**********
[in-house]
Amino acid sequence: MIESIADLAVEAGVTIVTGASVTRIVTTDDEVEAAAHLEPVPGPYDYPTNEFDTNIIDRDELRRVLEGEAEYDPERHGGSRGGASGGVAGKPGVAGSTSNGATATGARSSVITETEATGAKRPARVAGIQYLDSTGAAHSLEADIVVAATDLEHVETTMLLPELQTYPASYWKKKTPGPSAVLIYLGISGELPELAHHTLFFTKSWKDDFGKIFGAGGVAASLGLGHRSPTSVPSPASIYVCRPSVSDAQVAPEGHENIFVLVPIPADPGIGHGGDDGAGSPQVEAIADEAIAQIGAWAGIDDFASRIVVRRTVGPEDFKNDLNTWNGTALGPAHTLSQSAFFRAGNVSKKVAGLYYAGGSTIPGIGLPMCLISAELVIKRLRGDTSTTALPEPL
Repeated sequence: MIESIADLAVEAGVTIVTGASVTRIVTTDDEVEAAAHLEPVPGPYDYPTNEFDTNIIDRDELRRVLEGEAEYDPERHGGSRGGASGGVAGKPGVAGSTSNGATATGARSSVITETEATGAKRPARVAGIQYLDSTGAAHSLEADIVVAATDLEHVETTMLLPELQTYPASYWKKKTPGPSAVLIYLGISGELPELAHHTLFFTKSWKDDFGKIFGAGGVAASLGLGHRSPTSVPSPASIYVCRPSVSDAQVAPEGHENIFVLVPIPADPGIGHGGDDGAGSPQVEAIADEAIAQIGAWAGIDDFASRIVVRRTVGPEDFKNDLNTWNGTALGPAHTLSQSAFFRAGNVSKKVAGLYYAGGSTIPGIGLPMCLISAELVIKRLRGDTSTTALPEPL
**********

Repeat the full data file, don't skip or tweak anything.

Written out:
[in-house]
Amino acid sequence: MIESIADLAVEAGVTIVTGASVTRIVTTDDEVEAAAHLEPVPGPYDYPTNEFDTNIIDRDELRRVLEGEAEYDPERHGGSRGGASGGVAGKPGVAGSTSNGATATGARSSVITETEATGAKRPARVAGIQYLDSTGAAHSLEADIVVAATDLEHVETTMLLPELQTYPASYWKKKTPGPSAVLIYLGISGELPELAHHTLFFTKSWKDDFGKIFGAGGVAASLGLGHRSPTSVPSPASIYVCRPSVSDAQVAPEGHENIFVLVPIPADPGIGHGGDDGAGSPQVEAIADEAIAQIGAWAGIDDFASRIVVRRTVGPEDFKNDLNTWNGTALGPAHTLSQSAFFRAGNVSKKVAGLYYAGGSTIPGIGLPMCLISAELVIKRLRGDTSTTALPEPL
Repeated sequence: MIESIADLAVEAGVTIVTGASVTRIVTTDDEVEAAAHLEPVPGPYDYPTNEFDTNIIDRDELRRVLEGEAEYDPERHGGSRGGASGGVAGKPGVAGSTSNGATATGARSSVITETEATGAKRPARVAGIQYLDSTGAAHSLEADIVVAATDLEHVETTMLLPELQTYPASYWKKKTPGPSAVLIYLGISGELPELAHHTLFFTKSWKDDFGKIFGAGGVAASLGLGHRSPTSVPSPASIYVCRPSVSDAQVAPEGHENIFVLVPIPADPGIGHGGDDGAGSPQVEAIADEAIAQIGAWAGIDDFASRIVVRRTVGPEDFKNDLNTWNGTALGPAHTLSQSAFFRAGNVSKKVAGLYYAGGSTIPGIGLPMCLISAELVIKRLRGDTSTTALPEPL